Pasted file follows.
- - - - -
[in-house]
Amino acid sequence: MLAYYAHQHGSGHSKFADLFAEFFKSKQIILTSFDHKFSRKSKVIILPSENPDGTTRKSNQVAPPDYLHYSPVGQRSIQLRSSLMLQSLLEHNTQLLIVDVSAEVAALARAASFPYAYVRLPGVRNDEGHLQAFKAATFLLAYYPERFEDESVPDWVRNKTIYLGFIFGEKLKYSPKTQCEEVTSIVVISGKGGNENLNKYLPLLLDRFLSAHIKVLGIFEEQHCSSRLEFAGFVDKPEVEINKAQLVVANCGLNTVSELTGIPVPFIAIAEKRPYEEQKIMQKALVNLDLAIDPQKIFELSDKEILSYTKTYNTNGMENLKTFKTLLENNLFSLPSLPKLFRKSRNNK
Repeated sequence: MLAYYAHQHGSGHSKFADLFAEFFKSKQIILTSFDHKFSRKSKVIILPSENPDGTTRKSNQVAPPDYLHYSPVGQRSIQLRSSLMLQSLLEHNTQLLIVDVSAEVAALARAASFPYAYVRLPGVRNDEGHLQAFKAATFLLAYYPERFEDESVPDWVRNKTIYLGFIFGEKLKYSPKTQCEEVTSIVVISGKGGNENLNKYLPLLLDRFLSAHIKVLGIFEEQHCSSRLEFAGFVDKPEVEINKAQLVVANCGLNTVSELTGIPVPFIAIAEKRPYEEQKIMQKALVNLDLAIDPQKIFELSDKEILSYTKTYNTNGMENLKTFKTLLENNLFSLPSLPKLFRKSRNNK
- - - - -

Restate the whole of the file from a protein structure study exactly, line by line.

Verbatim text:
[in-house]
Amino acid sequence: MLAYYAHQHGSGHSKFADLFAEFFKSKQIILTSFDHKFSRKSKVIILPSENPDGTTRKSNQVAPPDYLHYSPVGQRSIQLRSSLMLQSLLEHNTQLLIVDVSAEVAALARAASFPYAYVRLPGVRNDEGHLQAFKAATFLLAYYPERFEDESVPDWVRNKTIYLGFIFGEKLKYSPKTQCEEVTSIVVISGKGGNENLNKYLPLLLDRFLSAHIKVLGIFEEQHCSSRLEFAGFVDKPEVEINKAQLVVANCGLNTVSELTGIPVPFIAIAEKRPYEEQKIMQKALVNLDLAIDPQKIFELSDKEILSYTKTYNTNGMENLKTFKTLLENNLFSLPSLPKLFRKSRNNK
Repeated sequence: MLAYYAHQHGSGHSKFADLFAEFFKSKQIILTSFDHKFSRKSKVIILPSENPDGTTRKSNQVAPPDYLHYSPVGQRSIQLRSSLMLQSLLEHNTQLLIVDVSAEVAALARAASFPYAYVRLPGVRNDEGHLQAFKAATFLLAYYPERFEDESVPDWVRNKTIYLGFIFGEKLKYSPKTQCEEVTSIVVISGKGGNENLNKYLPLLLDRFLSAHIKVLGIFEEQHCSSRLEFAGFVDKPEVEINKAQLVVANCGLNTVSELTGIPVPFIAIAEKRPYEEQKIMQKALVNLDLAIDPQKIFELSDKEILSYTKTYNTNGMENLKTFKTLLENNLFSLPSLPKLFRKSRNNK